Mr. Abramovich's wealth underwent strict checks in Jersey, and he wasn't under any sanctions then, people familiar with the matter said.

Adding reputational comfort: Mr. Abramovich owned the soccer club Chelsea FC and had a U.K. visa, said Mr. Gorst.

In 2018, the Jersey government offered Mr. Abramovich residency on the island, causing a stir with some locals.

"There wasn't so much a moral issue about Mr. Abramovich," says Kirsten Morel, the assistant minister for economic development on the island. "It was a security issue."

That year a former Russian spy was poisoned in southern England, in what the U.K. government said was a Kremlin-orchestrated attack.

"It's a small place, it is a small island," said Mr. Morel. "Do you want someone who stands out like that?" Ultimately Mr. Abramovich never took up Jersey residency.

That didn't stop his business partners from building a bulkhead on the island.

Eugene Tenenbaum, a Canadian accountant who worked closely with Mr. Abramovich, settled in Jersey, U.K. filings show.

A small office of employees on the island ran Mr. Abramovich's investments, people familiar with the matter say.

In 2020, Mr. Abramovich shifted a $1.9 billion loan to his soccer team Chelsea FC into one of the Jersey companies, after transferring the British Virgin Islands company that made the loan to Jersey, according to filings in the U.K. and Jersey.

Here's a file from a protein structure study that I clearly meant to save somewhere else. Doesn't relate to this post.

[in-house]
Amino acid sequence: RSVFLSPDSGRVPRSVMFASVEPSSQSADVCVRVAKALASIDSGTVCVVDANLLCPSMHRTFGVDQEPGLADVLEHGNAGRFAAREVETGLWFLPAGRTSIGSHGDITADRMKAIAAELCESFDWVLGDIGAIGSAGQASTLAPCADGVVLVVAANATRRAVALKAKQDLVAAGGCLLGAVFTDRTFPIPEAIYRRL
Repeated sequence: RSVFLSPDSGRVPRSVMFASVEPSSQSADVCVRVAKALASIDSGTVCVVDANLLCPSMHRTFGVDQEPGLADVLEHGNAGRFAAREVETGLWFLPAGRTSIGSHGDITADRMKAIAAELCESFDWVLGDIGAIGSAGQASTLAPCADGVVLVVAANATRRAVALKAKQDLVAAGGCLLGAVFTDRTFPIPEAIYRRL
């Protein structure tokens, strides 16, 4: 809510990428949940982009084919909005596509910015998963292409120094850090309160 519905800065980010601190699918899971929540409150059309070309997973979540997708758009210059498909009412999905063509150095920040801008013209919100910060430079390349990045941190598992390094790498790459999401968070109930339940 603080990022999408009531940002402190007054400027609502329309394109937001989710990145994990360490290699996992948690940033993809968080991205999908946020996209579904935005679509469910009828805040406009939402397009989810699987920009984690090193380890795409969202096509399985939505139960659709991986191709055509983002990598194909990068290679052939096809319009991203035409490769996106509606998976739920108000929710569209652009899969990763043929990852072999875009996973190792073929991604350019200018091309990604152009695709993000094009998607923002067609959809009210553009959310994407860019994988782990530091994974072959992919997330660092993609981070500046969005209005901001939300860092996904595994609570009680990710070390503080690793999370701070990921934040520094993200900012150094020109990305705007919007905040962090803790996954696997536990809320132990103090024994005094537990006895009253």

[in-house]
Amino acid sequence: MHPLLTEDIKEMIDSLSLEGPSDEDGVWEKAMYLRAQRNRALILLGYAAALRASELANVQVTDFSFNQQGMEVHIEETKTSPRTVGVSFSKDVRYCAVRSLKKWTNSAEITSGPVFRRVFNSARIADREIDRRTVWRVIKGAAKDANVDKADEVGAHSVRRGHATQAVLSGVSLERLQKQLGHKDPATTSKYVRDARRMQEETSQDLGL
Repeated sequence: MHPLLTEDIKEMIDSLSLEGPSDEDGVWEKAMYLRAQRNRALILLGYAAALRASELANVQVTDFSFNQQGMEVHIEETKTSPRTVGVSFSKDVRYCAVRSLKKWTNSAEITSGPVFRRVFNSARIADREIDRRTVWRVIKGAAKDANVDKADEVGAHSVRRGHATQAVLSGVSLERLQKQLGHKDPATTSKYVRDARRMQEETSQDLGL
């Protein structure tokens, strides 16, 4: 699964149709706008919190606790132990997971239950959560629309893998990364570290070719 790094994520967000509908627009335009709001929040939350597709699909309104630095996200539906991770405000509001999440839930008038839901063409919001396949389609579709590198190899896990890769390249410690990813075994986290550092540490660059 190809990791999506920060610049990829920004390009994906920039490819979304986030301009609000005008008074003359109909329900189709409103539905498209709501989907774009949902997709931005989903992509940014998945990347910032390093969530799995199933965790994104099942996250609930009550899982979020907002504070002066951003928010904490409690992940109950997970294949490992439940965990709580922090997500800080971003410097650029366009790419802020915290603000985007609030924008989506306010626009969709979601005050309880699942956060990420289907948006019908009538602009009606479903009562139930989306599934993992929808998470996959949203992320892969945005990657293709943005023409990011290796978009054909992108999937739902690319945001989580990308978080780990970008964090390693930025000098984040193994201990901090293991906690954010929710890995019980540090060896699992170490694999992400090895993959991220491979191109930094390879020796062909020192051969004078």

Companies holding Abramovich properties, helicopters and a luxury yacht are registered in Jersey, according to Jersey filings and people familiar with the matter.

The government of Jersey follows U.K. sanctions rules. Shortly after Russia's invasion of Ukraine, the U.K. sanctioned Mr. Abramovich saying he had links to Russian President Vladimir Putin. Mr. Tenenbaum was sanctioned too.

Jersey followed suit and froze assets linked to the Russian businessmen.

One transaction after Russia's invasion has attracted authorities' attention and is part of the probe now being conducted over possible sanctions evasion, according to people familiar with the matter.

Shortly after Russia invaded Ukraine, U.K. filings show Mr. Tenenbaum acquired Ervington Investments Ltd., an investment vehicle previously linked to Mr. Abramovich, via a Jersey-registered company, Heathville Investments Ltd.

The U.K. government later said Mr. Tenenbaum no longer has ownership of Ervington.

Mr. Tenenbaum has said the purchase was never completed and denies holding assets owned by Mr. Abramovich.

Mr. Gorst said robust enforcement of the law would protect Jersey's reputation.

"You're simply ensuring that you have proper process in place to deal with what you find out to be criminal activity," he said.